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Greg Kihn

By John Jeffrey

Greg Kihn is an 80's music icon, mostly known for his two catchy, chart-topping hits, “The Breakup Song (They Don’t Write ‘Em)" in 1981 and the 1983 smash single, “Jeopardy,” which charted at #2 on the Billboard Top 100.  First signed in 1973 to the now legendary record label, Beserkley Records, Greg was the focal point of a roster at that time, which included Jonathan Richman, Earthquake and The Rubinoos - artists who all performed and recorded melodic pop music with a strong 60's pop sensibility.  In 1976, after his debut on the compilation 'Beserkley Chartbusters,' he recorded his first album with his own ensemble - The Greg Kihn Band - comprising Robbie Dunbar (guitar), Steve Wright (bass), and Larry Lynch (drums).
Throughout the 1970s, Kihn released an album each year and built a strong cult following through constant touring, becoming Beserkley's biggest seller.   Kihn scored his biggest hit with "Jeopardy" (1983), from the 'Kihnspiracy' album.  Greg’s groundbreaking video for “Jeopardy” became one of the first concept videos and was played extensively on MTV during the early days of the then fledging video channel.  The Greg Kihn Band also spent much of the 80's touring with the likes of Journey, The Rolling Stones and the Grateful Dead, and also appearing on popular TV shows including Solid Gold, American Bandstand and Saturday Night Live.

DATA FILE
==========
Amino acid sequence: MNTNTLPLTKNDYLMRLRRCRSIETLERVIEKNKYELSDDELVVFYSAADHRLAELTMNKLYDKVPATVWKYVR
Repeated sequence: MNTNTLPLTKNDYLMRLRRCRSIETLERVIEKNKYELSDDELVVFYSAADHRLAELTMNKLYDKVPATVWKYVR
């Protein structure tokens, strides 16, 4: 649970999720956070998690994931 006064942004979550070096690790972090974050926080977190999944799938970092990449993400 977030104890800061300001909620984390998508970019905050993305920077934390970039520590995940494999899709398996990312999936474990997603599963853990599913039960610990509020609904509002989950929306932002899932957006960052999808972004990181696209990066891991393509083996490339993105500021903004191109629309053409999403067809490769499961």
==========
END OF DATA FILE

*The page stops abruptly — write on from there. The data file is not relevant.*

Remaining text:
Kihn also carved out a very successful 16 year career as a top rated DJ on KFOX in San Jose, California, rising from a late night host, to becoming one of the top-rated morning jocks in his area - the nation’s fourth largest market - before leaving the station in 2012.
Just releasing his first album of all new material in 21 years, entitled 'ReKihndled,' Kihn is now doing some touring, featuring his son, Ry Kihn, on lead guitar.  The Greg Kihn Band will be performing in the WNY area when they perform a free show at the Canal Side Concert Series on July 29th.